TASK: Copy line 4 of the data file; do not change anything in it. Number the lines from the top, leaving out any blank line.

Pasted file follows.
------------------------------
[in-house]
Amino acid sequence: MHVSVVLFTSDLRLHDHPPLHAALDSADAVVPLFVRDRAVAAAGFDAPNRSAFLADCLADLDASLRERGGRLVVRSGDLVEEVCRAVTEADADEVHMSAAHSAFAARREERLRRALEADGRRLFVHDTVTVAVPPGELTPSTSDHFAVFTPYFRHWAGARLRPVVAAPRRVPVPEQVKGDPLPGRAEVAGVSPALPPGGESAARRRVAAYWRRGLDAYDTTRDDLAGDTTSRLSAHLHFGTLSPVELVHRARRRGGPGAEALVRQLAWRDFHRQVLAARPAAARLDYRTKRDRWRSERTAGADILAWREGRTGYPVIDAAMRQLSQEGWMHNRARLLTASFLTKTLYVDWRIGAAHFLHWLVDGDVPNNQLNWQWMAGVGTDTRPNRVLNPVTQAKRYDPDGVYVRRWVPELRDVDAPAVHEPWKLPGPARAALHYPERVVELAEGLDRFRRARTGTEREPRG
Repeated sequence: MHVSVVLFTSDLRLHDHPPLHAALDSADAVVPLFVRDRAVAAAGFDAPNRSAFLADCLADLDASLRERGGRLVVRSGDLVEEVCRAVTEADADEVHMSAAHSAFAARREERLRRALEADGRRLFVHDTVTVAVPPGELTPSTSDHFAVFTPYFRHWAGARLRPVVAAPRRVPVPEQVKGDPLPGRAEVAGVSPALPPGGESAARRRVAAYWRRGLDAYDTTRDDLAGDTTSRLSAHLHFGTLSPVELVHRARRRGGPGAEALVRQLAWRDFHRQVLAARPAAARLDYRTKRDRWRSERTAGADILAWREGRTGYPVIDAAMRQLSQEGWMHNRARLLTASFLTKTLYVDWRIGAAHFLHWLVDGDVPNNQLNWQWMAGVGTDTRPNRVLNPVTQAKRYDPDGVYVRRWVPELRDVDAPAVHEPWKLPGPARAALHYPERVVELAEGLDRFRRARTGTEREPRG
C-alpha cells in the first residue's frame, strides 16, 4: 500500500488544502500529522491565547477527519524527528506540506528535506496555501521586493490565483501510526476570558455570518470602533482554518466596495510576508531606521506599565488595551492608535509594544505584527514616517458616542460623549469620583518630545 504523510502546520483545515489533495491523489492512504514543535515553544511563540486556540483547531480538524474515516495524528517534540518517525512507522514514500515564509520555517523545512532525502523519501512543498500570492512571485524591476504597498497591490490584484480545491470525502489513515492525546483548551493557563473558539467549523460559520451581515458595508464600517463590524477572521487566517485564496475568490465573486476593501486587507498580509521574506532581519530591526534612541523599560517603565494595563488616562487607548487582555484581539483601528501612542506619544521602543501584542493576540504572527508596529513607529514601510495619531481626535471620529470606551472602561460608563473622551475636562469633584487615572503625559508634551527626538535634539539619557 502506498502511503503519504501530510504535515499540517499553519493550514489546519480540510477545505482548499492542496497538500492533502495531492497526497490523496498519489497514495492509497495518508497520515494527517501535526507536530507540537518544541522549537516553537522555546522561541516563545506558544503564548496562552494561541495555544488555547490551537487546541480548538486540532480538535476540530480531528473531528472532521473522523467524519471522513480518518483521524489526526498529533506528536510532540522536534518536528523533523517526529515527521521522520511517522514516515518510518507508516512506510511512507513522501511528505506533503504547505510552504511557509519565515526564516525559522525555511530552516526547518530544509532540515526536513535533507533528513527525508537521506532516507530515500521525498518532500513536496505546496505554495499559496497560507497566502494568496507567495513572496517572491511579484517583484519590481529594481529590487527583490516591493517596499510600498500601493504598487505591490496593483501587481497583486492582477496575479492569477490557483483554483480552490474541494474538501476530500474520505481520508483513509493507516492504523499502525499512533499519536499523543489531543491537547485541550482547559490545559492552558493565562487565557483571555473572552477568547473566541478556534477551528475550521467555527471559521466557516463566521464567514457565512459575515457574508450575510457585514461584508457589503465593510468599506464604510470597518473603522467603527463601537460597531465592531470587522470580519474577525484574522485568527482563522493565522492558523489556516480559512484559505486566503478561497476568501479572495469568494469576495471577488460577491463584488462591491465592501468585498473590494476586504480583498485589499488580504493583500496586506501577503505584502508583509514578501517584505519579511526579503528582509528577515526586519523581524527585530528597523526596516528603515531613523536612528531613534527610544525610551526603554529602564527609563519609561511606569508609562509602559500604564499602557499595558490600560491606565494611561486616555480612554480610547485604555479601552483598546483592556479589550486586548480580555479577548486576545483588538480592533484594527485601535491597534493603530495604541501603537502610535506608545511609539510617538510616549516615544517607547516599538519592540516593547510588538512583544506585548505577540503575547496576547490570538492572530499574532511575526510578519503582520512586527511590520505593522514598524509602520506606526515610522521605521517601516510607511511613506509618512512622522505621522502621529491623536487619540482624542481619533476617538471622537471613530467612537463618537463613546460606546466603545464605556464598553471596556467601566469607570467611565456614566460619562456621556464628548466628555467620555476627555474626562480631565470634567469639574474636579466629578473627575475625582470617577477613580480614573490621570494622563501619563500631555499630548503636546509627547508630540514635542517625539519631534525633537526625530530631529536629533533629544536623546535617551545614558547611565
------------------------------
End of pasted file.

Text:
C-alpha cells in the first residue's frame, strides 16, 4: 500500500488544502500529522491565547477527519524527528506540506528535506496555501521586493490565483501510526476570558455570518470602533482554518466596495510576508531606521506599565488595551492608535509594544505584527514616517458616542460623549469620583518630545 504523510502546520483545515489533495491523489492512504514543535515553544511563540486556540483547531480538524474515516495524528517534540518517525512507522514514500515564509520555517523545512532525502523519501512543498500570492512571485524591476504597498497591490490584484480545491470525502489513515492525546483548551493557563473558539467549523460559520451581515458595508464600517463590524477572521487566517485564496475568490465573486476593501486587507498580509521574506532581519530591526534612541523599560517603565494595563488616562487607548487582555484581539483601528501612542506619544521602543501584542493576540504572527508596529513607529514601510495619531481626535471620529470606551472602561460608563473622551475636562469633584487615572503625559508634551527626538535634539539619557 502506498502511503503519504501530510504535515499540517499553519493550514489546519480540510477545505482548499492542496497538500492533502495531492497526497490523496498519489497514495492509497495518508497520515494527517501535526507536530507540537518544541522549537516553537522555546522561541516563545506558544503564548496562552494561541495555544488555547490551537487546541480548538486540532480538535476540530480531528473531528472532521473522523467524519471522513480518518483521524489526526498529533506528536510532540522536534518536528523533523517526529515527521521522520511517522514516515518510518507508516512506510511512507513522501511528505506533503504547505510552504511557509519565515526564516525559522525555511530552516526547518530544509532540515526536513535533507533528513527525508537521506532516507530515500521525498518532500513536496505546496505554495499559496497560507497566502494568496507567495513572496517572491511579484517583484519590481529594481529590487527583490516591493517596499510600498500601493504598487505591490496593483501587481497583486492582477496575479492569477490557483483554483480552490474541494474538501476530500474520505481520508483513509493507516492504523499502525499512533499519536499523543489531543491537547485541550482547559490545559492552558493565562487565557483571555473572552477568547473566541478556534477551528475550521467555527471559521466557516463566521464567514457565512459575515457574508450575510457585514461584508457589503465593510468599506464604510470597518473603522467603527463601537460597531465592531470587522470580519474577525484574522485568527482563522493565522492558523489556516480559512484559505486566503478561497476568501479572495469568494469576495471577488460577491463584488462591491465592501468585498473590494476586504480583498485589499488580504493583500496586506501577503505584502508583509514578501517584505519579511526579503528582509528577515526586519523581524527585530528597523526596516528603515531613523536612528531613534527610544525610551526603554529602564527609563519609561511606569508609562509602559500604564499602557499595558490600560491606565494611561486616555480612554480610547485604555479601552483598546483592556479589550486586548480580555479577548486576545483588538480592533484594527485601535491597534493603530495604541501603537502610535506608545511609539510617538510616549516615544517607547516599538519592540516593547510588538512583544506585548505577540503575547496576547490570538492572530499574532511575526510578519503582520512586527511590520505593522514598524509602520506606526515610522521605521517601516510607511511613506509618512512622522505621522502621529491623536487619540482624542481619533476617538471622537471613530467612537463618537463613546460606546466603545464605556464598553471596556467601566469607570467611565456614566460619562456621556464628548466628555467620555476627555474626562480631565470634567469639574474636579466629578473627575475625582470617577477613580480614573490621570494622563501619563500631555499630548503636546509627547508630540514635542517625539519631534525633537526625530530631529536629533533629544536623546535617551545614558547611565